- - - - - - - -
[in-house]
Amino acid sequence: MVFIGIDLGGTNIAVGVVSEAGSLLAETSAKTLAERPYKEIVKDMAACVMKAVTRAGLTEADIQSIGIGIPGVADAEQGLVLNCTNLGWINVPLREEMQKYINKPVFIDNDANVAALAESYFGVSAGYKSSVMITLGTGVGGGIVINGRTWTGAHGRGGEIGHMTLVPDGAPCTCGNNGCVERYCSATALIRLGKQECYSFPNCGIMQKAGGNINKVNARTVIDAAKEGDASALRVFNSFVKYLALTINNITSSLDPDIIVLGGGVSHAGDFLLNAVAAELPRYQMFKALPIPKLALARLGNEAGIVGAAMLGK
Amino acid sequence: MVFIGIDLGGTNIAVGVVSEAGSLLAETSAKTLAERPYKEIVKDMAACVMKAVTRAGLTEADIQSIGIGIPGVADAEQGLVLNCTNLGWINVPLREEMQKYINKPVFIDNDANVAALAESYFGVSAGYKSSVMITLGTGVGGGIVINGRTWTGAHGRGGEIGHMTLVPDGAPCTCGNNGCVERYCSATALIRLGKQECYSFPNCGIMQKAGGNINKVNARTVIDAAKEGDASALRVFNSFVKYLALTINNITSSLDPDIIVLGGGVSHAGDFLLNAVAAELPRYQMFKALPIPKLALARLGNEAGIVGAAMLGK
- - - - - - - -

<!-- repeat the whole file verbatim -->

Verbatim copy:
[in-house]
Amino acid sequence: MVFIGIDLGGTNIAVGVVSEAGSLLAETSAKTLAERPYKEIVKDMAACVMKAVTRAGLTEADIQSIGIGIPGVADAEQGLVLNCTNLGWINVPLREEMQKYINKPVFIDNDANVAALAESYFGVSAGYKSSVMITLGTGVGGGIVINGRTWTGAHGRGGEIGHMTLVPDGAPCTCGNNGCVERYCSATALIRLGKQECYSFPNCGIMQKAGGNINKVNARTVIDAAKEGDASALRVFNSFVKYLALTINNITSSLDPDIIVLGGGVSHAGDFLLNAVAAELPRYQMFKALPIPKLALARLGNEAGIVGAAMLGK
Amino acid sequence: MVFIGIDLGGTNIAVGVVSEAGSLLAETSAKTLAERPYKEIVKDMAACVMKAVTRAGLTEADIQSIGIGIPGVADAEQGLVLNCTNLGWINVPLREEMQKYINKPVFIDNDANVAALAESYFGVSAGYKSSVMITLGTGVGGGIVINGRTWTGAHGRGGEIGHMTLVPDGAPCTCGNNGCVERYCSATALIRLGKQECYSFPNCGIMQKAGGNINKVNARTVIDAAKEGDASALRVFNSFVKYLALTINNITSSLDPDIIVLGGGVSHAGDFLLNAVAAELPRYQMFKALPIPKLALARLGNEAGIVGAAMLGK